Their house was one of those big white frame homes, with a covered porch that stretched the length of the house. I remember the huge white sidewalk squares, then big tall steps climbing up to their house. “Why, hello!” Bess and Henry would beam at me, and wait expectantly as they held the door wide open.

It wasn’t that I sat on their couch ignoring them or purposely not speaking to them. And, it wasn’t that I didn’t want to speak up. Actually, that would have made it so much easier for everyone, including me. Henry wouldn’t have had to try to make conversation with me. Bess wouldn’t have asked me over and over if I like the cookies. Mimi wouldn’t have tried to encourage me to speak. I just didn’t have anything to say. My mouth would drop open as I began to find refuge in the folds of Mimi’s skirt. I was a quiet child who liked it that way, and I couldn’t see the purpose in all of the noise people make with their mouths. My thoughts were quiet and imaginative. My mind was where I had unfettered freedom, and there was no need to express them to anyone else except myself. I was beginning to see social conventions, and to understand that we needed them, like good manners. Yet, when it came to the actual speech – I just didn’t care, and I stayed in my own quiet world.

It was on one of the “speech days” where Mimi played with me and read to me all morning and asked me all kinds of questions, to which I had no answers. The play and the visit to Bess and Henry’s had been fun, but the effort exhausting. I awakened from a long nap on a late summer’s afternoon. I felt hot and grumpy as I walked to the edge of the curb, sat down and began to watch all the activity of the bugs on the ground,  poke a stick into the spongy black tar that filled the cracks in the street.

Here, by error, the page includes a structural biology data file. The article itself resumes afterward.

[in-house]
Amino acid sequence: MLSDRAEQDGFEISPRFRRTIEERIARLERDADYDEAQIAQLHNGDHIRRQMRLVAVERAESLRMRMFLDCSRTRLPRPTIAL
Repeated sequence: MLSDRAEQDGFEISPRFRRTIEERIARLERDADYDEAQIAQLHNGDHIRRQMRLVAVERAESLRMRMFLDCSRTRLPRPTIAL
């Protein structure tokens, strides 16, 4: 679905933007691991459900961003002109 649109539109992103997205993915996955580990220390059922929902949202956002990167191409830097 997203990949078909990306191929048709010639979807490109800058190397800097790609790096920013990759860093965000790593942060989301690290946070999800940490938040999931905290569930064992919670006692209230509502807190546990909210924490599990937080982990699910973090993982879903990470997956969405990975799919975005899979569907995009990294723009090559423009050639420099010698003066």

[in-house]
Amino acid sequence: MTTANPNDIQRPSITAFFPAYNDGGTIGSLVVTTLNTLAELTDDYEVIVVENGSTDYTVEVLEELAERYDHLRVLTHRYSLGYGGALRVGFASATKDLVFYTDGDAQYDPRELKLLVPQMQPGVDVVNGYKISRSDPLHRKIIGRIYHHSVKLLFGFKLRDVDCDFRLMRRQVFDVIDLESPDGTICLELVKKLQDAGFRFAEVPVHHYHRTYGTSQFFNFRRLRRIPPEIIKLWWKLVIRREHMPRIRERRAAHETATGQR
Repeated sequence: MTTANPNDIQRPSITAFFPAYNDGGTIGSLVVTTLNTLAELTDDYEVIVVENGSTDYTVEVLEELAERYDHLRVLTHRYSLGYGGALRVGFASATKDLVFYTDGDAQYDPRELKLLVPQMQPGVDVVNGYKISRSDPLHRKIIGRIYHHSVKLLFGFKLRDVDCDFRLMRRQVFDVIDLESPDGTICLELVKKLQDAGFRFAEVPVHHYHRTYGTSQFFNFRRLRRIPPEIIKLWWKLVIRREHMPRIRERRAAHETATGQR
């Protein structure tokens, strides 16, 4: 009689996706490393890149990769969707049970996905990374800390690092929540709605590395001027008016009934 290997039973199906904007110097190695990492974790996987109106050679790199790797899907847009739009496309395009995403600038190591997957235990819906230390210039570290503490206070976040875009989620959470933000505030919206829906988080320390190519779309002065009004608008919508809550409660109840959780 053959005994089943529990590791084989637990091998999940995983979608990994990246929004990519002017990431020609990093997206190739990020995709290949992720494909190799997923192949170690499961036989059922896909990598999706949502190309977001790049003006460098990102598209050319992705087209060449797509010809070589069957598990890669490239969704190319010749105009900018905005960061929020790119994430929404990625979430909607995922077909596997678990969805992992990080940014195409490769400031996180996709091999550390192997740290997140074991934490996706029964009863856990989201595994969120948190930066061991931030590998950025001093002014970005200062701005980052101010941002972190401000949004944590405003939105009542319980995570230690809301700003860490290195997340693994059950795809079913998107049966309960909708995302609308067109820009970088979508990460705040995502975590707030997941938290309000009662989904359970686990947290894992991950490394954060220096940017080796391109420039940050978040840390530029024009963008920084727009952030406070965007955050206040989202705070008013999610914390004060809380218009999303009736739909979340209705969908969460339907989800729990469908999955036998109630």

Although the sun bore down on my side of the street, it had begun to descend behind the large trees in Freddy Brown’s yard casting deep shady patches halfway across the street, almost to where I sat. I looked for Freddy but there was no sign of him. I sat on the curb noticing the sparse dry grass on the strip next to it, when I saw my friend, Billy pedaling down the sidewalk towards me.

Billy Martin was my friend since I could remember. He was a little blonde haired boy of four years old, and today he was trying to get control of his tricycle without much success. As he made his way precariously down the sidewalk, the tricycle, with Billy on it, careened first to the right side of the sidewalk, and then to the left. When he set it straight and made a little headway, it would veer once again one way, and then the other, eventually running into the dry dirt on the parking strip and toppling over. In this condition Billy worked his way down the sidewalk towards me. I had resumed my bug observation when suddenly – Whap! Billy ran into me full force with his red tricycle.